The Recovery Village at Baptist Health's
Take the quiz and challenge yourself to a monthly check-in on your mental health
Take a short, online quiz monthly to assess your anxiety levels, then take action to improve your score over time.
Knowing your status is like a doctor’s check-up — a way to reduce health risks, address issues and improve well-being.
Used by mental health professionals in treatment, the GAD-7 assesses anxiety levels and helps you decide next steps.
The Mental Health Challenge is a seven-question quiz assessing your anxiety levels, taken monthly to keep tabs on your mental health.
Use our resources and helpful tips to address anxiety symptoms and improve your score.
We’ll send you a quiz reminder email every 30 days to take the quiz again and check your progress. You can opt out of this email at any time.
In a recent survey, anxiety was the most commonly reported symptom during COVID-19. Ongoing and excessive worry that’s difficult to control has become widespread. Even before 2020, an estimated 19.1% of Americans had an anxiety disorder.
Knowing how current events may be affecting you is preventative health care: a way to address symptoms early, reduce health risks and get medical help if you need it. Whatever your score, your mental health is now in your hands: you can make a plan and improve your quality of life.
“People with diabetes, asthma or high blood pressure who need to take medication regularly, or follow certain diets to stay healthy, aren’t shamed or judged because of their illness... Getting help for depression, anxiety or other mental health issues deserve the same understanding."
– Dr. Rohaidy, Medical Director at The Recovery Village Miami at Baptist Health
Source: Opening Minds About Mental Health Stigma
Once you’ve got your results, look below for resources, tips and FAQS to improve your mental well-being.
Yes, you may opt-out of the challenge at any time by unsubscribing to your email reminders.
If you aren’t working with one already, contact a mental health professional who can help you manage your anxiety. The Recovery Village at Baptist Health or any of the mental health resources below can help you find care that fits your needs.
Yes, you can take the test as many times as you wish. However, improving mental health takes time and anxiety symptoms change regularly, so you may see insignificant or misleading results by testing too frequently.
Generally speaking, anxiety disorder is a chronic condition with persistent feelings of apprehension, tension, restlessness or dread.
What does anxiety feel like?
Anxiety feels different for each person, but some common symptoms include the inability to relax, constant worry, insomnia, rapid heartbeat, upset stomach and panic attacks.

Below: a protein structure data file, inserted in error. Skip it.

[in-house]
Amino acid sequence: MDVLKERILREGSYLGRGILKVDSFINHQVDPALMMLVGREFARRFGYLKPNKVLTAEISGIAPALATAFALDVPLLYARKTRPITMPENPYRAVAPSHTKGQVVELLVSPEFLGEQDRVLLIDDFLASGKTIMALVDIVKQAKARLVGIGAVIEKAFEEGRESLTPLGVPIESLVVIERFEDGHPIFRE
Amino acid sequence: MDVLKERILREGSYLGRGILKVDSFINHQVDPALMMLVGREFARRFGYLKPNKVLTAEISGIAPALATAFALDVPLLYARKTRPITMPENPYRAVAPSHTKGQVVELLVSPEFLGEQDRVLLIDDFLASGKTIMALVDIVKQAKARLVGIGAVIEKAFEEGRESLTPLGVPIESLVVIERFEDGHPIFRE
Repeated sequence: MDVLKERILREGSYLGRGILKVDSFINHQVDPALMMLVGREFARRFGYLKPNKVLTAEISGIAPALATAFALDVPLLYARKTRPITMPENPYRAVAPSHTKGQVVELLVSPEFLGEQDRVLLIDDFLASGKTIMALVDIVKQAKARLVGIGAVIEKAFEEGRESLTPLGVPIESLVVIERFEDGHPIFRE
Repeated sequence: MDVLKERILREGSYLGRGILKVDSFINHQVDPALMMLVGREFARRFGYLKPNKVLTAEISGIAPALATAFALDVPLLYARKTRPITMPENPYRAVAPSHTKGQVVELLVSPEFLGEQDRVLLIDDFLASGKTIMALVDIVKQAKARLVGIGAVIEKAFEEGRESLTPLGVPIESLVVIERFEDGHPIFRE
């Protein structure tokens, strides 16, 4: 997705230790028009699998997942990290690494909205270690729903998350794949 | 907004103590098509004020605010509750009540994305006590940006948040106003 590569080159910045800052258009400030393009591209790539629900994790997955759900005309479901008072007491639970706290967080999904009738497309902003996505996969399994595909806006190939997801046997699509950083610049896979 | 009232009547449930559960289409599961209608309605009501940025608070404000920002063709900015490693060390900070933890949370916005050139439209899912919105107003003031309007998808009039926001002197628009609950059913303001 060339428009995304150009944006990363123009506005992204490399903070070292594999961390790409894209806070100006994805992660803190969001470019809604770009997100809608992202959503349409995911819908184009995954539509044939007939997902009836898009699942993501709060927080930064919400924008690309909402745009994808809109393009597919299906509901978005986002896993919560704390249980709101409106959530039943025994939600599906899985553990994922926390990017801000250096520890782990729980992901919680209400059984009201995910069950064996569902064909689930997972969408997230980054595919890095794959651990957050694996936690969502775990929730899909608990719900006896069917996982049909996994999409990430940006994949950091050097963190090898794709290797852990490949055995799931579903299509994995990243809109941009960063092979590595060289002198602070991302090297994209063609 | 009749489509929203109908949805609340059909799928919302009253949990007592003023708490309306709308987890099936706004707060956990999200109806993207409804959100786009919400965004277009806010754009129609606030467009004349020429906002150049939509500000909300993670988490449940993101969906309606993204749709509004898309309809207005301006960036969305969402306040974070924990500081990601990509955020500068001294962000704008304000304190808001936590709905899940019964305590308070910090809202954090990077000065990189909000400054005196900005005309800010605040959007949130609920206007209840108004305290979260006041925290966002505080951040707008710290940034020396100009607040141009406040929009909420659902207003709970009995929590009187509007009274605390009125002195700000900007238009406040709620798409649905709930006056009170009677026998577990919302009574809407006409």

Can alcohol help me cope with anxiety?
Alcohol may feel like it’s helping with anxiety symptoms in the moment, but it can increase anxiety symptoms and lead to long-term alcohol dependence, abuse and addiction.
Everyone experiences anxiety at some point in their lives, but almost 20% of American adults can be classified as having an anxiety disorder. It’s higher among teens, about 32% meet the criteria.
People with moderate to severe anxiety can talk to a mental health professional to discuss their symptoms and potentially get treatment. Talk to your doctor or use any of the resources below to get help.
What is anxiety treatment like?
Anxiety treatment generally involves cognitive behavioral therapy (CBT) and other forms of talk therapy to help you manage your anxiety. This can happen in-person or online through teletherapy. While there are many anxiety disorder medications available to manage symptoms, they can be addictive and are not always necessary.
Anxiety and depression share many symptoms and can co-occur, but anxiety deals with overwhelming worry or stress, while depression is a mood disorder involving low mood and loss of energy.
Educate YourselfIdentify & Manage Stressors
Seek Online TherapyConnect With Others
Start a Mental Health JournalPractice Mindfulness
Eat Healthily | Exercise Regularly | Vitamins for Anxiety
Deep Breathing Techniques | Practice Self-Care | Get More Sleep
“My biggest thing as a psychiatrist is sleep and I try to impart sleep hygiene on all my patients. If we don’t get a good night’s sleep, we’re going to have much more stress and anxiety … So turn the TV off; turn the news off; turn the phones off; turn everything off — a couple of hours before you go to sleep and wind down — absolutely."
– Dr. Rachel Rohaidy
Source: Mental Health Tips on Coping With Coronavirus Pandemic
If you or a loved one is struggling with debilitating anxiety or depression, contact us below to get professional help that can start you on the path to relief.
Löwe, Bernd, et al. “Validation and standardization of the Generalized Anxiety Disorder Screener (GAD-7) in the general population.<” Medical Care, March 2008. Accessed August 28, 2020.
Substance Abuse and Mental Health Services Administration. “Taking Care of Your Behavioral Health – Tips for Social Distancing, Quarantine, and Isolation During an Infectious Disease Outbreak.” April 2020. Accessed August 28, 2020.
Mental Health America. “How To Keep A Mental Health Journal.” Accessed August 28, 2020.
The Recovery Village Palm Beach at Baptist Health
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